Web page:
One can see many advantages in this. At a time of falling living standards for everyone who is not either a member of the royal family or a banker, it can take the minds of the British public off unpleasant thoughts of unpaid debts and unemployment. It might even make them forget the recent mass demonstration that brought half a million of them onto the streets of London to protest the vicious cuts being implemented by the ruling Conservative-Lib-Dem Coalition. …

Read more : Marxist.com

Dubai on Empty

By A. A. Gill

Excerpt:

…. You look at this place and you realize not a single thing is indigenous, not one of this culture’s goods and chattels originated here. Even the goats have gone. This was a civilization that was bought wholesale. The Gulf is the proof of Carnegie’s warning about wealth: “There is no class so pitiably wretched as that which possesses money and nothing else.” Emiratis are born retired. They waft through this city in their white dishdashas and headscarves and their obsessively tapered humorless faces. They’re out of place in their own country. They have imported and built a city, a fortress of extravagance, that excludes themselves. They have become duplicitous, schizophrenic. They don’t allow their own national dress in the clubs and bars that serve alcohol, the restaurants with the hungry girls sipping champagne. So they slip into Western clothes to go out.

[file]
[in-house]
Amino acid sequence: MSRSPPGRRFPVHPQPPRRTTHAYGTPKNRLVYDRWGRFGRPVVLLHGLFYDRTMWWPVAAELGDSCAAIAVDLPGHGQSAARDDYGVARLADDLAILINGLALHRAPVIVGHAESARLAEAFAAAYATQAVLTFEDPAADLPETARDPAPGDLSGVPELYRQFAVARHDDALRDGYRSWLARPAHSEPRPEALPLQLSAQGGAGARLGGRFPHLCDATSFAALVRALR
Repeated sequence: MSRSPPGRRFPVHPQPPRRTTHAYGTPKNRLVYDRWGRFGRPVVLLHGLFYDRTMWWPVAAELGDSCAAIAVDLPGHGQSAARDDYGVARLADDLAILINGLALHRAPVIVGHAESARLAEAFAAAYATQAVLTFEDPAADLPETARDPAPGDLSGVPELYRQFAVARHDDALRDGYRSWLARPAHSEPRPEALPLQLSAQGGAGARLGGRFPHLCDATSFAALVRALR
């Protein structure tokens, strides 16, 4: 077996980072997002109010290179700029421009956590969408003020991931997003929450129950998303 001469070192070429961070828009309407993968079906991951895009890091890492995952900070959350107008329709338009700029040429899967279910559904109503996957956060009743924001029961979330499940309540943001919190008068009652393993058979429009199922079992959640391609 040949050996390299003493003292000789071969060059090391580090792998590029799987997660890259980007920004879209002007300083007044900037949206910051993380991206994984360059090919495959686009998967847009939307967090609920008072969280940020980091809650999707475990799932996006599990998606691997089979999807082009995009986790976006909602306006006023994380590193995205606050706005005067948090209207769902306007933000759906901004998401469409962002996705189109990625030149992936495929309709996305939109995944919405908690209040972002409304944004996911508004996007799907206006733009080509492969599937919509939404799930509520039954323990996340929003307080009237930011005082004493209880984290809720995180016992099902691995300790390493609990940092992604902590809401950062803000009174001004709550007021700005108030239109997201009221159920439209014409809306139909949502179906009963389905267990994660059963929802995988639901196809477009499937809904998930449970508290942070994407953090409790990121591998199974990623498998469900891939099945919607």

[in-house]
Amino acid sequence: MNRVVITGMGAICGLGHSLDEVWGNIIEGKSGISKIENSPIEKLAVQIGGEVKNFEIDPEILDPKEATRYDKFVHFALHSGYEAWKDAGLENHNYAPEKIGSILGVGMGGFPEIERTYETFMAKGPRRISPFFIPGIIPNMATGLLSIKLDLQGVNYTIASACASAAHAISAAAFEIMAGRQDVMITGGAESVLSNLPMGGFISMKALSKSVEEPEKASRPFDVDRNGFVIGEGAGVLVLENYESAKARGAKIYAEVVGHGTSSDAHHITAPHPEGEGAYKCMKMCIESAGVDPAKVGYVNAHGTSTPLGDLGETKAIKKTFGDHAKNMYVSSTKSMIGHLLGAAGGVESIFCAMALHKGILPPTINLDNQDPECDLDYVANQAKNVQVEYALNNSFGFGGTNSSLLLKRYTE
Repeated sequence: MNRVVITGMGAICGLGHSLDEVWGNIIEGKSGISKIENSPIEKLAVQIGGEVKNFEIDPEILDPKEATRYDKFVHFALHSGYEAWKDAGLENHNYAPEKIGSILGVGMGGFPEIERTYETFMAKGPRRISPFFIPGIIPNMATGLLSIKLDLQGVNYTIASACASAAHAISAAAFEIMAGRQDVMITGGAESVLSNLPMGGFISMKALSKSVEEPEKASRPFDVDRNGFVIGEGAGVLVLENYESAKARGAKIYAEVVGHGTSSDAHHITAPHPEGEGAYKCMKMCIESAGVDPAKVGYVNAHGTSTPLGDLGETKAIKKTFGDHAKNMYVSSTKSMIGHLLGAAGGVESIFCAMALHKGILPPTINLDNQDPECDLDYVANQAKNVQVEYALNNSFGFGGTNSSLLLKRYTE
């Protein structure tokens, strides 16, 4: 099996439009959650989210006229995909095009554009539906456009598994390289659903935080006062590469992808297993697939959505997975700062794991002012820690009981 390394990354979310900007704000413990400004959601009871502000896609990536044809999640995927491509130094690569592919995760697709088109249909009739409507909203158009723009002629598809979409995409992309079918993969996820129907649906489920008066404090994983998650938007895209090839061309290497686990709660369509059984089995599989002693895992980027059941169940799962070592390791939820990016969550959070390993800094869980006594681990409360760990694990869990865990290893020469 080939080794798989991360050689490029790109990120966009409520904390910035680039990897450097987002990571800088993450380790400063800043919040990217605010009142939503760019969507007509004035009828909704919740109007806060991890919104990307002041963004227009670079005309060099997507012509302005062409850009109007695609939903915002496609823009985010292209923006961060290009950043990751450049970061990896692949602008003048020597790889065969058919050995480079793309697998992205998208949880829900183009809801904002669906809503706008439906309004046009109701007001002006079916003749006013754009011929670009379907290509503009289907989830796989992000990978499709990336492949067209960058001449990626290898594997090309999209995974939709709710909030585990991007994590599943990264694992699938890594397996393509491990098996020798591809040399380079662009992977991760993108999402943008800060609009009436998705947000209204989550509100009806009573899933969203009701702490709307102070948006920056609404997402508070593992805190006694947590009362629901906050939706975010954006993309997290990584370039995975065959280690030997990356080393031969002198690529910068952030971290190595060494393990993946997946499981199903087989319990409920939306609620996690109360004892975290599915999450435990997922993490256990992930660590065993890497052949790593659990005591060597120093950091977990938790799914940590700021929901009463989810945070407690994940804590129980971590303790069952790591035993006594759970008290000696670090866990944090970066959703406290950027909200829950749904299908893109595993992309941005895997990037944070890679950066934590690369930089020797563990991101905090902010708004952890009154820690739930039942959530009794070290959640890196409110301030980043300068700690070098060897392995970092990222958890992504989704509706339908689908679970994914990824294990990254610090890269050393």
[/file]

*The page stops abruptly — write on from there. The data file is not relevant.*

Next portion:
The Gulf Arabs have become the minority in this country they wished out of the desert. They are now less than 20 percent of the total population. Among the other 80-plus percent are the white mercenary workers who come here for tax-free salaries to do managerial and entrepreneurial jobs, parasites and sycophants for cash. For them money is a driving principle and validation. They came to be young, single, greedy, and insincere. None of them are very clever. So they live lives that revolve around drink and porn sex and pool parties and barbecues with a lot of hysterical laughing and theme nights, karaoke, and slobbery, regretful coupling. In fact, as in all cases of embarrassing arrested development, these expats on the short-term make don’t expect to put down roots here, have children here, or grow old here. Everyone’s on a visa dependent on a job.

Then there is a third category of people: the drones. The workers. The Asians: Indians, Pakistanis, Sri Lankans, and Filipinos. Early in the morning, before the white mercenaries have negotiated their hangovers, long before the Emiratis have shouted at the maid, buses full of hard-hatted Asians pull into building sites. They have the tough, downtrodden look of Communist posters from the 30s—they are both the slaves of capital and the heroes of labor. Asians man the hotels; they run the civil service and the utilities and commercial businesses; they are the clerks and the secretaries, the lawyers, the doctors, the accountants; there isn’t a single facet of this state that would function if they didn’t maintain it. No one with an Emirati passport could change a fuse. Yet, the workers, who make up roughly 71 percent of the population, have precious few rights here. They can’t become citizens, though some are the third generation of their family to be born here. They can be deported at any time. They have no redress. Many of the Asian laborers are owed back pay they aren’t likely to get. There are reams of anecdotal stories about the abuse of guest workers. I’m told about the Pakistani shop assistant who, picking up an Arab woman’s shopping bags, accidentally passed gas, got arrested, and was jailed.